A Footnote in Civil War History

By Brian D. Kowell
The Cleveland Civil War Roundtable
Copyright © 2022, All Rights Reserved

Editor’s note: This article was originally published in The Charger in February 2022.

There are 18 outdoor Civil War statues spread throughout much of central and northwest Washington, D.C. There are 11 statutes of Union generals, two of Union admirals, and one (which was recently removed) of Confederate General Albert Pike, who was depicted as a Mason and not as a general. The other Civil War statues in Washington, D.C. are a G.A.R. Memorial, Peace Monument, Emancipation Memorial, and, the newest, an African American Civil War Memorial.

In addition to the statuary, there are a number of historical plaques to the Civil War at various sites. One of the strangest sites is located on the grounds of the Washington Naval Yard. The plaque there reads:

“Within this wall is deposited the leg of Col. Ulric Dahlgren U S V
wounded July 6th 1863 while skirmishing in the streets of Hagerstown
with the rebels after the Battle of Gettysburgh”

The original plaque for Ulric Dahlgren’s leg

This plaque is on the wall next to the exit of NAVSEA (Naval Sea Systems Command) Building 28 – a parking garage. It is the original placed there by Admiral John Dahlgren, father of Ulric. Above this plaque is a modern one (1998) with more description and two photographs: a photograph of the building that previously occupied this space and a photograph of the young colonel with both of his legs. But the plaque lies. The leg is not there. No one knows with certainty what happened to Ulric’s leg.

The entrance to the parking garage with the plaques to the right of the entrance

In 1863, Captain Ulric Dahlgren was 20 years old. He was given a small command of ten men by cavalry commander Major General Alfred Pleasonton to harass General Robert E. Lee’s lines of communication during the Gettysburg Campaign. On July 4, Dahlgren found himself astride Lee’s line of retreat to the Potomac River after Lee’s defeat. Dahlgren’s command was increased to 100 men from troopers in Brigadier General Wesley Merritt’s command. By the morning of July 6, Dahlgren joined Brigadier General H. Judson Kilpatrick’s Third Cavalry Division advancing to intercept the Confederates at Hagerstown.

Ulric Dahlgren

Hagerstown was held by the cavalry brigades of Generals Beverly H. Robertson and John R. Chambliss of General J.E.B. Stuart’s cavalry. They had barricaded some of the streets and posted riflemen in church steeples and cupolas on the approach of the Yankee cavalry. Captain Dahlgren was one of the first to enter the town from the south. He led his men in a headlong dash down Potomac Street, crashing into the 9th Virginia Cavalry, and a melee ensued. Pushing the Confederate troopers back beyond Zion Reformed Church, Dahlgren was in the middle of the road when shots were fired from the flank by Confederates behind the tombstones in the church’s graveyard. The captain was wounded in the foot as he turned to rally his men. Captain Frank A. Bond of the 1st Maryland Cavalry is often credited with firing the shot that wounded Dahlgren.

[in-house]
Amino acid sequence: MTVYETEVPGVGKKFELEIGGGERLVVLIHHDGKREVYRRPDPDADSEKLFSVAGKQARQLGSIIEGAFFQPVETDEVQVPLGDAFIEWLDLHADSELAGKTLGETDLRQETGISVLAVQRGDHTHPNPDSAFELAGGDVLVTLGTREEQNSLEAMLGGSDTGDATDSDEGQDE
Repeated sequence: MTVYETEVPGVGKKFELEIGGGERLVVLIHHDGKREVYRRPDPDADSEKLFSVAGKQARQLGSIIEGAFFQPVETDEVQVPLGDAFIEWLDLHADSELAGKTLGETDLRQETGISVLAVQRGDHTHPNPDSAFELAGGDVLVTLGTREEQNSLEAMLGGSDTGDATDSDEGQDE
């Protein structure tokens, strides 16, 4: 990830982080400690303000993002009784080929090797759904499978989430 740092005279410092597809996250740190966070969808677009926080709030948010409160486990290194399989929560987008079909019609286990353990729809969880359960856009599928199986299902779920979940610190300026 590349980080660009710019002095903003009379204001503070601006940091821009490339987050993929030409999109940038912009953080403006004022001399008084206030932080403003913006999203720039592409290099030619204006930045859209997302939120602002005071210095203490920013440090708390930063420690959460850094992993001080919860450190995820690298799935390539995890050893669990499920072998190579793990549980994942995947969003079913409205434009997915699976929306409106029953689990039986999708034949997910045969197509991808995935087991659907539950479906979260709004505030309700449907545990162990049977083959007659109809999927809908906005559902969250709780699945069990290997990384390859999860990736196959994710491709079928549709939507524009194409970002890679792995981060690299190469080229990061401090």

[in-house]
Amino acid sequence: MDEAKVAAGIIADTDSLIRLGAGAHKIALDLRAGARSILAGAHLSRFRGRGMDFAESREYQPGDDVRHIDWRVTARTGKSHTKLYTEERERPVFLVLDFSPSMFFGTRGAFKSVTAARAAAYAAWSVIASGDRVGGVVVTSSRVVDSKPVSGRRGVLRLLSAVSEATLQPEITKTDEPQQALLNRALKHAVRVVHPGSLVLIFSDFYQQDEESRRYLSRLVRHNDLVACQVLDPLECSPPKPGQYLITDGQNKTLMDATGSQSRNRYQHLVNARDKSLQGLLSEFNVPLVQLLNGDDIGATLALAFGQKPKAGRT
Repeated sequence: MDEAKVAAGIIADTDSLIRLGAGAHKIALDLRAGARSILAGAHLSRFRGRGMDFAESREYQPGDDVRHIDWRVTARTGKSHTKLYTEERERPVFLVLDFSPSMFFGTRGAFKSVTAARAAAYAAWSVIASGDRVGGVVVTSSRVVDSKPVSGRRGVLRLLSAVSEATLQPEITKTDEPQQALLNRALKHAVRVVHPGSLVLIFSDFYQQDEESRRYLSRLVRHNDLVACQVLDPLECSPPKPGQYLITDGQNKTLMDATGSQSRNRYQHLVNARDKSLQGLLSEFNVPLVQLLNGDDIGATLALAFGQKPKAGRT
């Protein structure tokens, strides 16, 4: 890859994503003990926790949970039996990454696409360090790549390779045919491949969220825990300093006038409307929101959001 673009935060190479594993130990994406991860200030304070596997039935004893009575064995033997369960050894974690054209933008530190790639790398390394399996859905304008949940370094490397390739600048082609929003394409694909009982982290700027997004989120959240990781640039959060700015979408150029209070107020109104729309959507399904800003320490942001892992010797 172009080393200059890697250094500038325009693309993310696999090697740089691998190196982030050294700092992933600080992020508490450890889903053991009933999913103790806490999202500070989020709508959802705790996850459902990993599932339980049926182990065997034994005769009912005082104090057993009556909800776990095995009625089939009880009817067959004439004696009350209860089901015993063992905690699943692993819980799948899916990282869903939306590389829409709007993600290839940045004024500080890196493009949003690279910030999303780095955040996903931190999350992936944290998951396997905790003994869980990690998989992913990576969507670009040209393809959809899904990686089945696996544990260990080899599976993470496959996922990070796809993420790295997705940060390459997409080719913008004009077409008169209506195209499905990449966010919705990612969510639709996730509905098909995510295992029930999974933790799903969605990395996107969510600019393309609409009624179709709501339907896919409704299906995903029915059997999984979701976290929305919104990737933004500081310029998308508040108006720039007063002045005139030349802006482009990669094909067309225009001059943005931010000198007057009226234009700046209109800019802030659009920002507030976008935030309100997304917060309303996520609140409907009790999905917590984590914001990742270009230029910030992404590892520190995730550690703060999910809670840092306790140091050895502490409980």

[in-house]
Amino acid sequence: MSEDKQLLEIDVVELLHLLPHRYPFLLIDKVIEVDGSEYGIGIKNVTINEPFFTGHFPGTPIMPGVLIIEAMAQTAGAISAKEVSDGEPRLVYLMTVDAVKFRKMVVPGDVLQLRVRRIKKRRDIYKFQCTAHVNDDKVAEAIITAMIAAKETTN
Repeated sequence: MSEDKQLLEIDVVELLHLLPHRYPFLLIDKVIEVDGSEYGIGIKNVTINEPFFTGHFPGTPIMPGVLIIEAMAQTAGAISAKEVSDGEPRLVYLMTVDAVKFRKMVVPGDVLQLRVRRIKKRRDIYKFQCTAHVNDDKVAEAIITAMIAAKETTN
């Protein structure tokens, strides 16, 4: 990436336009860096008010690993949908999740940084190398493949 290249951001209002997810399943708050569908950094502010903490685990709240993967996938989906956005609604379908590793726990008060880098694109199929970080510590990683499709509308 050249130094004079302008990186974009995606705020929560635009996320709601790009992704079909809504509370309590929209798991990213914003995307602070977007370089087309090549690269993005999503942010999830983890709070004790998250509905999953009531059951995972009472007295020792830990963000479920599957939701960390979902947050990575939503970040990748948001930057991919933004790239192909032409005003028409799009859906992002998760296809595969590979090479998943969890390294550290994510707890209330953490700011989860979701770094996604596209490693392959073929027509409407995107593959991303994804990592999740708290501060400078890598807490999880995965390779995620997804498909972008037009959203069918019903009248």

The crossfire too intense, Dahlgren led his men out of town. He thought the wound was nothing more than a glancing ball and did not realize that his heavy boot and foot had been pierced. Reporting to Kilpatrick, Dahlgren realized he was bleeding. Since he was becoming faint, he dismounted to lie on the ground and then passed out from shock. Dahlgren was lifted into an ambulance and taken to Boonsboro, where surgeons removed bone shards from his foot.

On July 9, a train conveyed Dahlgren to Washington, D.C., and he was taken to his father’s house, where his Aunt Patty ministered to his wound. Admiral Dahlgren was absent at the time, commanding the South Atlantic Blockading Squadron. Being a close friend of the Admiral, President Abraham Lincoln visited Ulric’s bedside, as did Secretary of War Edwin Stanton. Before leaving, Stanton handed Aunt Patty a commission promoting Ulric to colonel to be given to him when he was feeling better. Young Dahlgren was suffering with excruciating pain, and after examination by a surgeon, he was told the wound had become gangrenous and the leg had to be amputated. On July 21, 15 days after Dahlgren was wounded, his lower right leg was removed below the knee.

Ulric Dahlgren recovered, but what was to be done with his amputated leg? The summer heat precluded transporting it to the family plot in Philadelphia for burial. The current superintendent of the Washington Naval Yard, an old friend of Admiral Dahlgren, suggested the limb could be sealed in the Dahlgren Gun Foundry building being erected – Building 28. The severed limb received a full military funeral, complete with honor guard and casket (a lead and wooden box), and was interred in the cornerstone on the west end of the foundry. Ulric’s father later had the plaque placed at the spot.

Dahlgren Gun Foundry

In 1915, Building 28 was demolished and replaced by a metal fabricating shop, but some of the surface elements remained. The cornerstone and the leg were not disturbed. The building was again demolished in 1942, removing the remaining surface elements of the 1863 foundry. The plaque was re-installed at a higher location on a new wall, but mysteriously Ulric Dahlgren’s leg had disappeared. Some conjectured that Confederate sympathizers had opened the vault and removed the leg; others believed it was removed and buried with Dahlgren’s body in Philadelphia after the Civil War. Whatever the case, the leg was unaccounted for. In 1998, the plaque was recovered when Building 28 was again demolished to construct the NAVSEA parking garage. The plaque now rests in approximately the original location marking the southwest corner of Dahlgren’s foundry. A modern plaque with the pictures was placed with the original.